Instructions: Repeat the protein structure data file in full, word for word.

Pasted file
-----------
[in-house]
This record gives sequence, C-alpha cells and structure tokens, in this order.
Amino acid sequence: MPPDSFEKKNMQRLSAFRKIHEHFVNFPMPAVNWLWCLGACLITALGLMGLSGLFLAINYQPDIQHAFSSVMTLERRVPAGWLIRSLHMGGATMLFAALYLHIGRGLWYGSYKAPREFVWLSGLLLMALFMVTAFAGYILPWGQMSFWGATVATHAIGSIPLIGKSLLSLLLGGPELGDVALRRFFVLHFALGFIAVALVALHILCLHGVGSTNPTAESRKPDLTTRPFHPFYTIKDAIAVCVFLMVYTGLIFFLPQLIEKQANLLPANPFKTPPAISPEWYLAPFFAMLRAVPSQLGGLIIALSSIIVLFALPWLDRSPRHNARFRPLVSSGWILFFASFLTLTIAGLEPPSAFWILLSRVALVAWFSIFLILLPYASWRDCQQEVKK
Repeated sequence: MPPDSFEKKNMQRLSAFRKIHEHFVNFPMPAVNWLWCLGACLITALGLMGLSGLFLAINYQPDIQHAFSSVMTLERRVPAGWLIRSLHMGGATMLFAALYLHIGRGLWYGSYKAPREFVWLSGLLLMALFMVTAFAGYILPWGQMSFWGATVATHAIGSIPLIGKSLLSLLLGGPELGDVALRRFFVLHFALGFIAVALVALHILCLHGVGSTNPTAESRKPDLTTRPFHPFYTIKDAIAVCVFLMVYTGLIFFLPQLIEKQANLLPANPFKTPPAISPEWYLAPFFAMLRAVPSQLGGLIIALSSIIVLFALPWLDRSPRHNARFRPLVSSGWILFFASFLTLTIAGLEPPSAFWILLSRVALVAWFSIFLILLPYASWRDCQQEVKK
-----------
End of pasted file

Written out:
[in-house]
This record gives sequence, C-alpha cells and structure tokens, in this order.
Amino acid sequence: MPPDSFEKKNMQRLSAFRKIHEHFVNFPMPAVNWLWCLGACLITALGLMGLSGLFLAINYQPDIQHAFSSVMTLERRVPAGWLIRSLHMGGATMLFAALYLHIGRGLWYGSYKAPREFVWLSGLLLMALFMVTAFAGYILPWGQMSFWGATVATHAIGSIPLIGKSLLSLLLGGPELGDVALRRFFVLHFALGFIAVALVALHILCLHGVGSTNPTAESRKPDLTTRPFHPFYTIKDAIAVCVFLMVYTGLIFFLPQLIEKQANLLPANPFKTPPAISPEWYLAPFFAMLRAVPSQLGGLIIALSSIIVLFALPWLDRSPRHNARFRPLVSSGWILFFASFLTLTIAGLEPPSAFWILLSRVALVAWFSIFLILLPYASWRDCQQEVKK
Repeated sequence: MPPDSFEKKNMQRLSAFRKIHEHFVNFPMPAVNWLWCLGACLITALGLMGLSGLFLAINYQPDIQHAFSSVMTLERRVPAGWLIRSLHMGGATMLFAALYLHIGRGLWYGSYKAPREFVWLSGLLLMALFMVTAFAGYILPWGQMSFWGATVATHAIGSIPLIGKSLLSLLLGGPELGDVALRRFFVLHFALGFIAVALVALHILCLHGVGSTNPTAESRKPDLTTRPFHPFYTIKDAIAVCVFLMVYTGLIFFLPQLIEKQANLLPANPFKTPPAISPEWYLAPFFAMLRAVPSQLGGLIIALSSIIVLFALPWLDRSPRHNARFRPLVSSGWILFFASFLTLTIAGLEPPSAFWILLSRVALVAWFSIFLILLPYASWRDCQQEVKK